The social and educational disengagement of Indigenous youth, who see education and training as irrelevant to their lives and experiences, is a looming crisis for many Indigenous communities in remote Australia. This paper is an exploration of a youth program in Canada, the Junior Canadian Rangers (JCRs), that addresses a similar crisis in that country. The Canadian program is of national importance to Canada in the context of not only community stability and capacity development but also border security, marine management in coastal areas and in search and rescue services. While Australia has an Defence Force Cadet program that operates in a limited number of Indigenous communities, it is a more traditional and much smaller cadet program. This paper suggests there is value in adapting some of the components of the Canadian program in Australia.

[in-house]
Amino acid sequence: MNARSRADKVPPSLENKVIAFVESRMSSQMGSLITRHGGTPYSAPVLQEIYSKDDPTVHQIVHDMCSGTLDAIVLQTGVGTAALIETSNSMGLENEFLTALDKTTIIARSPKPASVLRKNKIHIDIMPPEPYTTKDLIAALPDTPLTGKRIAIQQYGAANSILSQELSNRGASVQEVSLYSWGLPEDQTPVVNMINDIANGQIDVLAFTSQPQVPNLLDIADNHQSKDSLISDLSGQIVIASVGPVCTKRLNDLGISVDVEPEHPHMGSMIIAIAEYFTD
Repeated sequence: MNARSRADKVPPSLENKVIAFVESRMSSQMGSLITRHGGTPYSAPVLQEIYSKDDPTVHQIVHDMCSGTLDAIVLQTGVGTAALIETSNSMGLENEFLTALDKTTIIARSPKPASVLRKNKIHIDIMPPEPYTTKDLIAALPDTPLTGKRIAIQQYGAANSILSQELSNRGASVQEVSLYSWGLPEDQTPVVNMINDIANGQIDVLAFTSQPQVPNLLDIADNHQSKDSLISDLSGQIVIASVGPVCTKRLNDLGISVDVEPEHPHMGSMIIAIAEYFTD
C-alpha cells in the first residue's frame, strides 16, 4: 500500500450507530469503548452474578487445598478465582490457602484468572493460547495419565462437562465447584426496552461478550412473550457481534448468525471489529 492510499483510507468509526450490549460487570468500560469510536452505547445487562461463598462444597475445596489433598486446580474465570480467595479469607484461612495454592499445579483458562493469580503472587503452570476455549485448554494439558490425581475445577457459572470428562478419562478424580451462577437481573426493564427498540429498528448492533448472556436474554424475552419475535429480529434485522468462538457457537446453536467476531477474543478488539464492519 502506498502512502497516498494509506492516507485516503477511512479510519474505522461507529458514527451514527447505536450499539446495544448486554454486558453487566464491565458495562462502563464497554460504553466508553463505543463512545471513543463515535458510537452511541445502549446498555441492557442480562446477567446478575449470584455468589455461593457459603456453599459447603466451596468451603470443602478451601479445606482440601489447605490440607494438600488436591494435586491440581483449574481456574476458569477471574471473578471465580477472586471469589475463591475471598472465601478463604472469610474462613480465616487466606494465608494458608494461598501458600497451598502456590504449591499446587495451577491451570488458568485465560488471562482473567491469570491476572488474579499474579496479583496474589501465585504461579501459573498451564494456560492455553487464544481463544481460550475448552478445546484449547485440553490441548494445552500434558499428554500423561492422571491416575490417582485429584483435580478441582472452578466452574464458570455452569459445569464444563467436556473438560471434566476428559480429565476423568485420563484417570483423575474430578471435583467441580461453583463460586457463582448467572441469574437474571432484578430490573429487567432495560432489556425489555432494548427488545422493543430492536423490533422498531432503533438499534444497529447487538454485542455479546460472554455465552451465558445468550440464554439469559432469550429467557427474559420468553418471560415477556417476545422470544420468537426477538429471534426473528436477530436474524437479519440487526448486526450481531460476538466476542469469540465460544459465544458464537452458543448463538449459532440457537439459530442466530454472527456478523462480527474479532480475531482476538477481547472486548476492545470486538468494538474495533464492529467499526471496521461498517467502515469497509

The paper begins with an analysis of the educational disengagement of young Indigenous people in remote Australia. Then, as background for a description of the JCR program, the paper provides a brief comparison of Australia and Canada, outlining a few of the cultural, historical and geographic similarities. The paper goes on to provide a detailed overview of the JCR program, its aims, history, structure and pedagogical underpinnings. The paper closes with some discussion of the value of the program for Canada, the potential value of some version of the program or its elements for Australia and some insights for Australia from the Canadian experience.
ISBN: 0 7315 5656 9